Doug Holder

Doug Holder   is the founder of the Ibbetson Street Press.  His poetry and prose have appeared in numerous literary magazines and he is arts editor for The Somerville News, and Director of the Newton Free Library Poetry Series in Newton, Mass. Holder teaches writing at Endicott College in Beverly, Mass. and Bunker Hill Community College in Boston. He has run poetry groups at McLean Hospital (for psych. Patients) in Belmont, Mass. for over twenty years. McLean is a literary landmark and poets such as Lowell, Plath and Sexton roamed the halls there at one time.

Tell us a little bit about yourself. How do you identify yourself as an artist, and what sort of work do you create?

I am a poet.  My most recent collections of poetry  are The Man in the Booth in the Midtown Tunnel (Cervena Barva Press) and Poems from the Left Bank: Somerville, Mass. (Propaganda Press).

In 1998, I founded the Ibbetson Street Press with Dianne Robitaille and Richard Wilhelm. We have published over 60 poetry collections as well as 30 issues of the Literary magazine Ibbetson Street.  My own poetry is, for the most part, character studies, in the vein of Edgar Lee Masters–if I had to pick someone.

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What is your relationship to libraries throughout your life?  Throughout your work?

Libraries are an essential element in my writing life. I spent long hours at the old wing of the Boston Public Library work on my Master’s thesis for Harvard University on  food in the Fiction of Henry Roth. I got many a poem from those days as the library attracts a wonderful collection of urban eccentrics—of which I include myself.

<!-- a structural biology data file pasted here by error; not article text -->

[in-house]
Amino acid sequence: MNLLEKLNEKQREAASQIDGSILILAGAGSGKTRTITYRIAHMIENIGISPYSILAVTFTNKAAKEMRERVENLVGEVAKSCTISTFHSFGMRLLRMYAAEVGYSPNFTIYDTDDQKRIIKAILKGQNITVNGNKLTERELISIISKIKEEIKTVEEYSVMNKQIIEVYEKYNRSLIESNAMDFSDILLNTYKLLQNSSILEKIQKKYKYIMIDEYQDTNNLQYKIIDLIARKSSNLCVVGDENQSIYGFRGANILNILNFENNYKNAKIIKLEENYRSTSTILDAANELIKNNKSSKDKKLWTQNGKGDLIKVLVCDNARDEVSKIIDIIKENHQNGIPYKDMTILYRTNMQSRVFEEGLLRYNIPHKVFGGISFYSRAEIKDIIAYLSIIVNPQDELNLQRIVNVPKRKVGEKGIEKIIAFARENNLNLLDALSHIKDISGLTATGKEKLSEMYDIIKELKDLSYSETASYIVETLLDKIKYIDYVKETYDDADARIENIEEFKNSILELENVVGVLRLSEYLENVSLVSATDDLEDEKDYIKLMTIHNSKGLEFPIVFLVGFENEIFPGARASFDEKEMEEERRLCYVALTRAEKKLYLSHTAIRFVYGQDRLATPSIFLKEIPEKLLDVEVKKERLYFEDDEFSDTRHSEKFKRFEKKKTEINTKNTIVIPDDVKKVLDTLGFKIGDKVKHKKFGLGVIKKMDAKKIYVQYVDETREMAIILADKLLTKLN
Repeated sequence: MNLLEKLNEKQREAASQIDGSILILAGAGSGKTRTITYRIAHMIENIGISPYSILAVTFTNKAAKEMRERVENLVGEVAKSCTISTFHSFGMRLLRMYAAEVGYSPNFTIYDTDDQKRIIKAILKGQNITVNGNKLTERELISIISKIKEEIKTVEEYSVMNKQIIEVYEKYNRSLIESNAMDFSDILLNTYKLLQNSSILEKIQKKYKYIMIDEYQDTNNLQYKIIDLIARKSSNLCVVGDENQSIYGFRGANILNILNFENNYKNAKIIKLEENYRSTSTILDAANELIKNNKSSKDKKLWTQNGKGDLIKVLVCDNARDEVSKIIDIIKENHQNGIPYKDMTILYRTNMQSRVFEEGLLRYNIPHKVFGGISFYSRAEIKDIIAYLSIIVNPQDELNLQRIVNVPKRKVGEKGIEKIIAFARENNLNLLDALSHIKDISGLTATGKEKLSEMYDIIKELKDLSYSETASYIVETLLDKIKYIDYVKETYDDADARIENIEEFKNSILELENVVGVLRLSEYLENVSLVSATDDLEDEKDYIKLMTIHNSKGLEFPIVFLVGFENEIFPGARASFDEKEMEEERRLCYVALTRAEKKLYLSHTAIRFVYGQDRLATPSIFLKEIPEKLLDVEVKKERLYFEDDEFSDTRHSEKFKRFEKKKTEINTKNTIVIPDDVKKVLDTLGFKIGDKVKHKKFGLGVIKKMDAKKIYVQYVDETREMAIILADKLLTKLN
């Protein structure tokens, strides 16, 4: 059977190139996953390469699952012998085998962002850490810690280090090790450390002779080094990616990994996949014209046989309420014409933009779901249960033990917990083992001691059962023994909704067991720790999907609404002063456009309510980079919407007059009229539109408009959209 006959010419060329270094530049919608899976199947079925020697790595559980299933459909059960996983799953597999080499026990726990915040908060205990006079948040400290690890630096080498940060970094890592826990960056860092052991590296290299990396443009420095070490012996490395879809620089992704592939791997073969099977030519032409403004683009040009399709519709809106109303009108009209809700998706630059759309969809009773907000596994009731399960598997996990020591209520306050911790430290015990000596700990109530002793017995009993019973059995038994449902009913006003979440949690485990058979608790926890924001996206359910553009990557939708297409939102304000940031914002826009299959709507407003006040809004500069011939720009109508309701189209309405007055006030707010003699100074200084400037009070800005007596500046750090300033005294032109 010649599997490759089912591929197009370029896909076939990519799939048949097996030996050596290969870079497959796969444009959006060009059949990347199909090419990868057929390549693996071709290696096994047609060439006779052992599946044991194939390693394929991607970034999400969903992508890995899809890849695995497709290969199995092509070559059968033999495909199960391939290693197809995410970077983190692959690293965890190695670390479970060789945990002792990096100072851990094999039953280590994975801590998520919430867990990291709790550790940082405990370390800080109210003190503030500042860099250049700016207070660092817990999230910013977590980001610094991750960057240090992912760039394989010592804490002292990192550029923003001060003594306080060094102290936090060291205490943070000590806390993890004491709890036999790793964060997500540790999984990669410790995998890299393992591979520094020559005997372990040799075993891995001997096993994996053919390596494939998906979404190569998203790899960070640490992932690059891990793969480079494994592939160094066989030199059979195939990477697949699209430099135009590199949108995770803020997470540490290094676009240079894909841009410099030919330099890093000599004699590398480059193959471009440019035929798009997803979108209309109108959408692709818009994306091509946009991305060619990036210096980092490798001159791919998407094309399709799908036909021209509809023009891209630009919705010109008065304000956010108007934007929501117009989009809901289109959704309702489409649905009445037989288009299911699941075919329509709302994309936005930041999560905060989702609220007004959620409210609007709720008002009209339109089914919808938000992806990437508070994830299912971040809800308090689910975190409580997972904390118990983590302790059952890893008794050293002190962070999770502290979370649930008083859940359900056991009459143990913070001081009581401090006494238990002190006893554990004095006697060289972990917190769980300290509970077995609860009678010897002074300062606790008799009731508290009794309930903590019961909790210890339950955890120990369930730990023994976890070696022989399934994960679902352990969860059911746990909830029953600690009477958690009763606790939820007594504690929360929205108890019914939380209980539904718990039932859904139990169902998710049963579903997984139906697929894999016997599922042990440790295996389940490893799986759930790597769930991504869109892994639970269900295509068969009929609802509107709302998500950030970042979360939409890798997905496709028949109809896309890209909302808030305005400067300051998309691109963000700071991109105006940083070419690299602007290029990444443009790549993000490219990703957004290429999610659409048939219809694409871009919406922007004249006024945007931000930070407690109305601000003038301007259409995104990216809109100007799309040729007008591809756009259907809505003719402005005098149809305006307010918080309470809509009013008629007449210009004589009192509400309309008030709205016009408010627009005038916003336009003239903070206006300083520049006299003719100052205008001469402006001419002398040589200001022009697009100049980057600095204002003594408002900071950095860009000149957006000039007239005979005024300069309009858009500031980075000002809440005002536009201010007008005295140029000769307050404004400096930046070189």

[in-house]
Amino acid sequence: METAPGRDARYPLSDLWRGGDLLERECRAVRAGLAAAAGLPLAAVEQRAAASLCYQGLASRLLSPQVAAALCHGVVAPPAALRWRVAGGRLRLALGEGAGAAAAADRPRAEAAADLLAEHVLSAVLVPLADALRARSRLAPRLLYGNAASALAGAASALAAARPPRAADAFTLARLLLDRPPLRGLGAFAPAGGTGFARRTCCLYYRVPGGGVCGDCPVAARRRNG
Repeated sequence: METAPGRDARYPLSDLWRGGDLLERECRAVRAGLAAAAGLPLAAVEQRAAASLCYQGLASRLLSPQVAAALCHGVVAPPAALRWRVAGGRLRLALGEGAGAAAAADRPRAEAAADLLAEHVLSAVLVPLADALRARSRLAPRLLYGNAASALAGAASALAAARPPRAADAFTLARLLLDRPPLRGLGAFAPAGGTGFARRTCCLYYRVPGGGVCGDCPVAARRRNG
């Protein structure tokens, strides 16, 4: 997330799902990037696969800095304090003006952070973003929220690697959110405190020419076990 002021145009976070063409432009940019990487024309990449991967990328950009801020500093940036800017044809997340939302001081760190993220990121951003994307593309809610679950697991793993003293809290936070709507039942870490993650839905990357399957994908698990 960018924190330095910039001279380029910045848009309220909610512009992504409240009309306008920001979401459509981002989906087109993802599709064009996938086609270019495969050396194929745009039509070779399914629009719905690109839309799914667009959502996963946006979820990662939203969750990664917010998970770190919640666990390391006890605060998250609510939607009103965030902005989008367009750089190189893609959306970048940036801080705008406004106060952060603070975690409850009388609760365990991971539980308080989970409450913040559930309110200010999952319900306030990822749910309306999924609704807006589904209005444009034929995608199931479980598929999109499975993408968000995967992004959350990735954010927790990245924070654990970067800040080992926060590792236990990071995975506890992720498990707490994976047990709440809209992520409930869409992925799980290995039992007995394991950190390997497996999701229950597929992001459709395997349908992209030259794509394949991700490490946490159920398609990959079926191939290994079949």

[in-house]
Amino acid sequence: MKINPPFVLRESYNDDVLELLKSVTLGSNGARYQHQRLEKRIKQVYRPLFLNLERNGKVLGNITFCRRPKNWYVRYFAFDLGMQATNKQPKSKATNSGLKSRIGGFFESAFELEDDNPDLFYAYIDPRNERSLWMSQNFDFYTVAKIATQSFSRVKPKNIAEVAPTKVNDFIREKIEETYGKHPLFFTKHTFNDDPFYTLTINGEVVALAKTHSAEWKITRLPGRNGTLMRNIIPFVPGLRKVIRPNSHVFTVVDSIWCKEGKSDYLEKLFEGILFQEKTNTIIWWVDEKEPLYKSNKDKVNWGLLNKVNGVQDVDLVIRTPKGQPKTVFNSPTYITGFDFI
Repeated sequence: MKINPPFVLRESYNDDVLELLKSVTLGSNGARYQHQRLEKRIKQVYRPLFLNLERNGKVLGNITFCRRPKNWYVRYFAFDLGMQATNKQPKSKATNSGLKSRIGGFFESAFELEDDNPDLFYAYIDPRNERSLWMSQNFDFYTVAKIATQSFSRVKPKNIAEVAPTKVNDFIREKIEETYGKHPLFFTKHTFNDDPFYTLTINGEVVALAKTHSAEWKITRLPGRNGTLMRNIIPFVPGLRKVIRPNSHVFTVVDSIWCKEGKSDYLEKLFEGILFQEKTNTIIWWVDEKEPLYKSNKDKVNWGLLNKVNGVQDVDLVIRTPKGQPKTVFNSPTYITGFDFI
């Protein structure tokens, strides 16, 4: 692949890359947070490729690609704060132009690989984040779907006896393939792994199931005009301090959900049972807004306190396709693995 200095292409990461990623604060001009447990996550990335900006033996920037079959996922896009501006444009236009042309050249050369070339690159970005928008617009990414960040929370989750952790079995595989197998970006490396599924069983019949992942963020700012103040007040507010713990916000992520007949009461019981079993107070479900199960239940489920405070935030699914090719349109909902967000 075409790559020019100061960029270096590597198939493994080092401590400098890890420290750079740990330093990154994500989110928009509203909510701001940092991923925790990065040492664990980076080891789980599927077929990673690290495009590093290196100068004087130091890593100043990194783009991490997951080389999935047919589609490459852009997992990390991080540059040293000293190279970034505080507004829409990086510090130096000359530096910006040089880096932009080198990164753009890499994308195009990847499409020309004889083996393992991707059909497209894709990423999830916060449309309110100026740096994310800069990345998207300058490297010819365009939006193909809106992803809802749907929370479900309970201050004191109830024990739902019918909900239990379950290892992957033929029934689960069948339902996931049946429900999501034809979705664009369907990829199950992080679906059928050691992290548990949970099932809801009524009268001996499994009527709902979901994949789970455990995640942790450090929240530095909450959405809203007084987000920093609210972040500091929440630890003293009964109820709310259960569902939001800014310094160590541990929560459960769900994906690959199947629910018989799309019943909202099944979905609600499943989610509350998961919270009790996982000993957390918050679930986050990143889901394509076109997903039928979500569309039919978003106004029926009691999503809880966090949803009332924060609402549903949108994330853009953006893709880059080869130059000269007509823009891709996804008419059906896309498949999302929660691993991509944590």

Tell us the story of a specific project that was incubated by a library– how did it start, and how did the library help to bring it to life? 

Well I started a small press collection at Endicott College. Brian Courtemanche the Director, as well as Professor Mark Herlihy and professor Dan Sklar were right on aboard with me and we formed our own catalog that has a link on the college website—not to mention a year long display of small press poetry books.

What can libraries do to serve artists like you?

Have free workshops, lectures, small press collections, audio/visual collections, exhibitions of poetry books, visiting poets, sponsor a Poet Laureate—the Boston Public Library does: they provide an office for Sam Cornish, who is the first Poet Laureate of Boston.

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As an artist, what would your ideal library be like?  What sorts of things would you be able to do there? What kinds of stuff would it collect?

Contemporary Poetry Journals, Audio/Visual tapes of poets reading and being interviewed, visiting author series, chapbook collections—a series on the Mimeograph Revolution, etc…

What resources and services do you use at your library? How do you find out about them?  How do they help to support your work?

I use audio/visual collections– the Poetry room at Harvard’s Lamont Library has a great collection.  I have interviewed hundreds of poets on my cable TV show Poet to Poet: Writer to Writer and I have contributed some tapes to Harvard and other university libraries.

Do you show or read your work at libraries?

Well libraries of course are a great place to display books. The Somerville Public Library displayed our books several times, and the Hale Library at Endicott College had a special display for us on the main floor, excellent exposure.

What does “library as incubator” mean to you?

A place to dream-to hatch a plan, a respite from the press of the flesh- open to anyone—regardless of credentials, family tree, pedigree—a place where you can just be—creative and free!

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